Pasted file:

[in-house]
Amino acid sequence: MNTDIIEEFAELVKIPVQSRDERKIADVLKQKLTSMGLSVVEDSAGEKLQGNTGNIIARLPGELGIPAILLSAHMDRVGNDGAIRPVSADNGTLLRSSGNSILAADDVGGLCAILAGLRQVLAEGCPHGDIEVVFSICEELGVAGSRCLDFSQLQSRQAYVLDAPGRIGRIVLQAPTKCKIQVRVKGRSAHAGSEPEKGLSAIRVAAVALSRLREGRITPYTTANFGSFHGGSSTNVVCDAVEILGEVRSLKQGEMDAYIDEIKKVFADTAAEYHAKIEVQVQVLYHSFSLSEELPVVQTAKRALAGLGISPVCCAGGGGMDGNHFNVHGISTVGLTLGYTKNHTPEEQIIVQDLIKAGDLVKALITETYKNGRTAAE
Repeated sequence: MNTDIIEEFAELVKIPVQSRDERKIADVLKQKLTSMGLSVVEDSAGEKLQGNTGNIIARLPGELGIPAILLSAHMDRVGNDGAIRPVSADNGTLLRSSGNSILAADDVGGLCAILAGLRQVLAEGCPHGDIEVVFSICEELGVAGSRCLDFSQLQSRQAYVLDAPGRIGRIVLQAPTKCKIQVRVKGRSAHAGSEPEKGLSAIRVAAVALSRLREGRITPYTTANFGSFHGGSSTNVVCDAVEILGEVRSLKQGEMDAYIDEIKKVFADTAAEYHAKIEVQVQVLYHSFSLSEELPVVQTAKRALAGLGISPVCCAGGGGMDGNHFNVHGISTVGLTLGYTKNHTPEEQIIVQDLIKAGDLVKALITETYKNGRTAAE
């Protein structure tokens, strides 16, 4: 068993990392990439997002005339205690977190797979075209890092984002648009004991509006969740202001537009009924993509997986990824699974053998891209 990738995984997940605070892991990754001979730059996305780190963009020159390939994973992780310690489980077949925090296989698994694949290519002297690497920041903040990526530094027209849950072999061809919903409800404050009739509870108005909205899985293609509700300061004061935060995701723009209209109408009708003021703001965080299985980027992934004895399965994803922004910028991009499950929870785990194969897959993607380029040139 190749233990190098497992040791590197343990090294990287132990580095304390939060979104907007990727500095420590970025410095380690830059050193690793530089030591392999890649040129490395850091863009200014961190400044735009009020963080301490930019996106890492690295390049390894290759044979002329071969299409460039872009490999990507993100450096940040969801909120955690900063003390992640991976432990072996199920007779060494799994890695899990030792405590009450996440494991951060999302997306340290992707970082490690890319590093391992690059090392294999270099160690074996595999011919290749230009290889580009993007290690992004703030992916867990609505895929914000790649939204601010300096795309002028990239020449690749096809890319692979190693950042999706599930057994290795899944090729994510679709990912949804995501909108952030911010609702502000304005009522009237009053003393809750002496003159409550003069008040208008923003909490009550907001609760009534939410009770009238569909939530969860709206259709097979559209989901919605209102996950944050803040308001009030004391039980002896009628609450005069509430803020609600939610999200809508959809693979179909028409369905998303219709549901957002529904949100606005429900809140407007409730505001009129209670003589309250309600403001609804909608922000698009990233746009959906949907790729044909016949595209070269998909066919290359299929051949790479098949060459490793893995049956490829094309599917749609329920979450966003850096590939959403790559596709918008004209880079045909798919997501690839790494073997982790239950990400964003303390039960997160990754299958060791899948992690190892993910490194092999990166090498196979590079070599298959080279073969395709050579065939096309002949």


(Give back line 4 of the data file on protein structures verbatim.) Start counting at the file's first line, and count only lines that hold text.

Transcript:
């Protein structure tokens, strides 16, 4: 068993990392990439997002005339205690977190797979075209890092984002648009004991509006969740202001537009009924993509997986990824699974053998891209 990738995984997940605070892991990754001979730059996305780190963009020159390939994973992780310690489980077949925090296989698994694949290519002297690497920041903040990526530094027209849950072999061809919903409800404050009739509870108005909205899985293609509700300061004061935060995701723009209209109408009708003021703001965080299985980027992934004895399965994803922004910028991009499950929870785990194969897959993607380029040139 190749233990190098497992040791590197343990090294990287132990580095304390939060979104907007990727500095420590970025410095380690830059050193690793530089030591392999890649040129490395850091863009200014961190400044735009009020963080301490930019996106890492690295390049390894290759044979002329071969299409460039872009490999990507993100450096940040969801909120955690900063003390992640991976432990072996199920007779060494799994890695899990030792405590009450996440494991951060999302997306340290992707970082490690890319590093391992690059090392294999270099160690074996595999011919290749230009290889580009993007290690992004703030992916867990609505895929914000790649939204601010300096795309002028990239020449690749096809890319692979190693950042999706599930057994290795899944090729994510679709990912949804995501909108952030911010609702502000304005009522009237009053003393809750002496003159409550003069008040208008923003909490009550907001609760009534939410009770009238569909939530969860709206259709097979559209989901919605209102996950944050803040308001009030004391039980002896009628609450005069509430803020609600939610999200809508959809693979179909028409369905998303219709549901957002529904949100606005429900809140407007409730505001009129209670003589309250309600403001609804909608922000698009990233746009959906949907790729044909016949595209070269998909066919290359299929051949790479098949060459490793893995049956490829094309599917749609329920979450966003850096590939959403790559596709918008004209880079045909798919997501690839790494073997982790239950990400964003303390039960997160990754299958060791899948992690190892993910490194092999990166090498196979590079070599298959080279073969395709050579065939096309002949």